Rawlins Head Shot

Why you need to vote for City Council

In my last Chair’s message I talked about the general importance of voting in the May 6 non-partisan elections. In this message I will tell you why you need to vote for City Council in particular.

Before we look at individual cities, it’s important to understand just what city government does. A lot of people in Texas don’t really know.  Cities are generally responsible for:

  • Police and fire protection
  • Municipal courts (traffic violations and other minor offenses)
  • Streets and transportation
  • Water, sewer, and waste disposal (for cities in Collin County, these are generally provided by the North Texas Municipal Water District under contract from the city)
  • Planning and zoning
  • Code enforcement
  • Parks
  • Animal services
  • Public health

In addition, all of our cities are having to deal with the explosive growth in the county.  Recent projections hold that Collin County will grow from just under 1 million now to 3.8 million by 2050. This will place tremendous demands on all city services. Some cities like Plano and Richardson are nearly all built out and market pressures are forcing higher density building. Outer suburbs like Wylie and Melissa aren’t built out yet, but need to plan for the expectation that they will be. Planning for public transportation and higher density now is the only way to avoid unmanageable traffic congestion in the future. And the cores of the older cities are often facing repair and maintenance issues due to age – we have a bad tendency to be in love with building new facilities but hate to spend money to maintain what we already have.

Also, due to the disappearance of good local journalism (if it ever existed), and local media focusing more on the city of Dallas, many citizens don’t know what is really going on at their city halls. The lack of attention, and in many cases the lack of transparency, can at best lead to city governments that are out of touch, and at worst be corrupt with insider dealing. In addition, many city elections are influenced by somewhat shadowy power brokers who send out mailers with recommended slates of candidates.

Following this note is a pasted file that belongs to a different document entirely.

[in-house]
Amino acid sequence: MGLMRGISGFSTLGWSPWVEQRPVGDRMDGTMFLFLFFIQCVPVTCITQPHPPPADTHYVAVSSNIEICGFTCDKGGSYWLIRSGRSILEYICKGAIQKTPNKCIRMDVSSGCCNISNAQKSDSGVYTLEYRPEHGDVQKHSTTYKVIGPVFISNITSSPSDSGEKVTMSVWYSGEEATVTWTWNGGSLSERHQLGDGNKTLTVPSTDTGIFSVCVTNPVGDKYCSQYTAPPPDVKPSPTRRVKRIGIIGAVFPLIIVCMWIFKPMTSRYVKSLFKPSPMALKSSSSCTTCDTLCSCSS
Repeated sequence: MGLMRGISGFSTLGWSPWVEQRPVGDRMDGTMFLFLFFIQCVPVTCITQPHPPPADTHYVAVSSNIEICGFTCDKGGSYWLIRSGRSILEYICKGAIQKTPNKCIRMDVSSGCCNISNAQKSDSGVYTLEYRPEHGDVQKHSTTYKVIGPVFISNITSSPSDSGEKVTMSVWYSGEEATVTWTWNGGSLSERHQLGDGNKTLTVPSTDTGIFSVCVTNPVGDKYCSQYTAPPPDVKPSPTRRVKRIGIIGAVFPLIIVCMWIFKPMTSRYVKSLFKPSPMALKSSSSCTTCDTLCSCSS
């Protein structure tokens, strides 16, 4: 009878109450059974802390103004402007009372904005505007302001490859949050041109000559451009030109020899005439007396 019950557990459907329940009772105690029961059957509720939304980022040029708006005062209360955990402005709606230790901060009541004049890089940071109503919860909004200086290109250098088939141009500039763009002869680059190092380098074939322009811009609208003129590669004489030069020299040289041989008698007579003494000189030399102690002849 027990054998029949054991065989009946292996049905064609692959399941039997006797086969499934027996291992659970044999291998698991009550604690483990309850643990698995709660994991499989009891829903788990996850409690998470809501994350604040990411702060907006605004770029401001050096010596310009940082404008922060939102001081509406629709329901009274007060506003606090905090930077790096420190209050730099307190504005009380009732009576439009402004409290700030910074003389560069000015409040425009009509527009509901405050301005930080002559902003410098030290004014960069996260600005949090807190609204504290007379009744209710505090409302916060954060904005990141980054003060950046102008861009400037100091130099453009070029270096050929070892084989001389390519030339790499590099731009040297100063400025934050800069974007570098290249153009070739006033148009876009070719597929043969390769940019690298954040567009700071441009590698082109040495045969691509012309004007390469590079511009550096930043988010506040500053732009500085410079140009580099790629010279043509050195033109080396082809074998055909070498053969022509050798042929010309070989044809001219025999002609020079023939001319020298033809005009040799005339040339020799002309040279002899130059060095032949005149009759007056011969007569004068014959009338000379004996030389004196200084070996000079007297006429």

In addition to these common problems, many cities in the county face unique issues this election. Here’s a rundown of a few of them.

In Plano, the current city government’s vision for Plano’s future, Plano Tomorrow, is being challenged by a group calling itself Plano Future. The Plano Future group’s agenda seems largely to block more apartments and keep “those” people out of Plano. Interestingly, the group’s website is conspicuously silent about who Plano Future actually is. There is also a reactionary push by conservative churches like Prestonwood Baptist to roll back the Plano Equal Rights Ordinance.

In McKinney the main issues being discussed are alleged insider dealing on the City Council and the proposed Highway 380 expansion. Many residents don’t want another major highway cutting the city in half, something that most urban planners now discourage. And there are allegations that the currently serving Mayor Pogue (of the real estate development family) and others may benefit financially from the expansion.

In Frisco one of the council members recently said during a city council meeting that “Frisco was conservative before conservative was cool.” Is this at all appropriate?

In Murphy, similar to many other cities, there has been a tension between maintenance and new development. For years they neglected to run water quality tests, and when they finally ran them they failed for lead and copper. And they are so behind in building repairs that a bond election may be needed to replace heating and air conditioning systems and carpet.

Finally, where I live in Richardson, the city is dealing with the build-out of the last remaining undeveloped parcels of land, as well as older neighborhoods in need of revitalization. It’s the Collin County suburb that is closest to the city of Dallas, and as such is facing increasing property values that can affect seniors and those planning for retirement harder than others. A group calling itself the “Richardson Coalition” has for the past few elections been sending out a voter’s guide that has an outsized influence on the city council elections. They at least have the transparency to list their leadership and some of their supporters, but it’s not at all clear who they represent or who appointed them other than themselves.

As you can see, while many of the cities in the county face some unique issues, the bottom line is that your city government, and in particular your city council, can have a huge impact on your immediate quality of life. I encourage you to educate yourselves further on what’s going on in your city, who the candidates are (watch for our voter’s guide coming soon), and vote.